Initially 3 to 4 mg/kg/day with subsequent dosage adjustment if necessary. For most adults a satisfactory maintenance dose will be 200 mg to 500 mg daily in single or divided doses. Exceptionally, a daily dose outside this range may be indicated. Dosage should normally be adjusted according to serum levels where assay facilities exist.

Dosing in Special Populations

Patients with renal or hepatic disease:

See section 4.4.

Adult dosage for trigeminal neuralgia:

The clinically effective dose has not been established in clinical trials. In adults, 300-500 mg daily given in divided doses has been reported in the literature. Dosing should be adjusted based on clinical response. Determination of serum phenytoin levels is advised. Levels of total phenytoin should not exceed 20 mcg/ml

Elderly (over 65 years)

Phenytoin clearance may be decreased in elderly patients and lower or less frequent dosing may be required (see section 5.2 Special Populations – Age). As with adults the dosage of Epanutin should be titrated to the patient's individual requirements using the same guidelines. As older people tend to receive multiple drug therapies, the possibility of drug interactions should be borne in mind.

Paediatric population dosage for seizures:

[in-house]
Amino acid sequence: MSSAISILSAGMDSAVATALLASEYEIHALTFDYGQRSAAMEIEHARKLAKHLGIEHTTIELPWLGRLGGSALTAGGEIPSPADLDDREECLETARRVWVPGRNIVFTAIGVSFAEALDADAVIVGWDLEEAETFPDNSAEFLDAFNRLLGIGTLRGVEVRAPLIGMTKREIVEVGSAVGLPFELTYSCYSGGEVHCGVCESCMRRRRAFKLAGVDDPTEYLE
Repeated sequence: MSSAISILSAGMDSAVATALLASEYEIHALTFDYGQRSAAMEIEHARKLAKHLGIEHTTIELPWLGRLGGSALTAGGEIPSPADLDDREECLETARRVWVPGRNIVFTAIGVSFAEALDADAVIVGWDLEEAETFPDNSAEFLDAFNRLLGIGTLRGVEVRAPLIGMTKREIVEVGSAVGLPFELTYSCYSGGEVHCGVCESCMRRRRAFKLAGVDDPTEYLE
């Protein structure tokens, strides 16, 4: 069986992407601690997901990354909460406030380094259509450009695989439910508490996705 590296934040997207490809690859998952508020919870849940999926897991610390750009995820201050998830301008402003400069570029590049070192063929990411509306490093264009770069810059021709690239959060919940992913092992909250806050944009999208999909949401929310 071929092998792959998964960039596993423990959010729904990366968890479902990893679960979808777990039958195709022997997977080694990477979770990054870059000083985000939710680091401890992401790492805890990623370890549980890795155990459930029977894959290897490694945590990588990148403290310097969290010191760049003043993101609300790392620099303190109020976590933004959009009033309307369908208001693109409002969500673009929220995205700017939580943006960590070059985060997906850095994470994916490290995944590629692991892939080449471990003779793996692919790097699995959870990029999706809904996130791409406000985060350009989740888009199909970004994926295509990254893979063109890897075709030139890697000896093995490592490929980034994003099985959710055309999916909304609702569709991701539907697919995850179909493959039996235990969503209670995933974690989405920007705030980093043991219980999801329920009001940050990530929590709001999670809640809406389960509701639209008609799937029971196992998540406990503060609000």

Initially, 5 mg/kg/day in two divided doses, with subsequent dosage individualised to a maximum of 300 mg daily. A recommended daily maintenance dosage is usually 4 mg/kg - 8 mg/kg.


The absorption of phenytoin following oral administration in neonates is unpredictable. Furthermore, the metabolism of phenytoin may be depressed. It is therefore especially important to monitor serum levels in the neonate.

4.3 Contraindications

Phenytoin is contraindicated in those patients who are hypersensitive to phenytoin, or to any of the excipients listed in section 6.1, or other hydantoins.

Co-administration of phenytoin is contraindicated with delavirdine due to the potential for loss of virologic response and possible resistance to delavirdine or to the class of non-nucleoside reverse transcriptase inhibitors.

4.4 Special warnings and precautions for use


Phenytoin is not effective for absence (petit mal) seizures. If tonic-clonic (grand mal) and absence seizures are present together, combined drug therapy is needed.

Phenytoin is not indicated for seizures due to hypoglycaemia or other metabolic causes.

Abrupt withdrawal of phenytoin in epileptic patients may precipitate status epilepticus. When, in the judgement of the clinician, the need for dosage reduction, discontinuation, or substitution of alternative anti-epileptic medication arises, this should be done gradually. However, in the event of an allergic or hypersensitivity reaction, rapid substitution of alternative therapy may be necessary. In this case, alternative therapy should be an anti-epileptic drug not belonging to the hydantoin chemical class.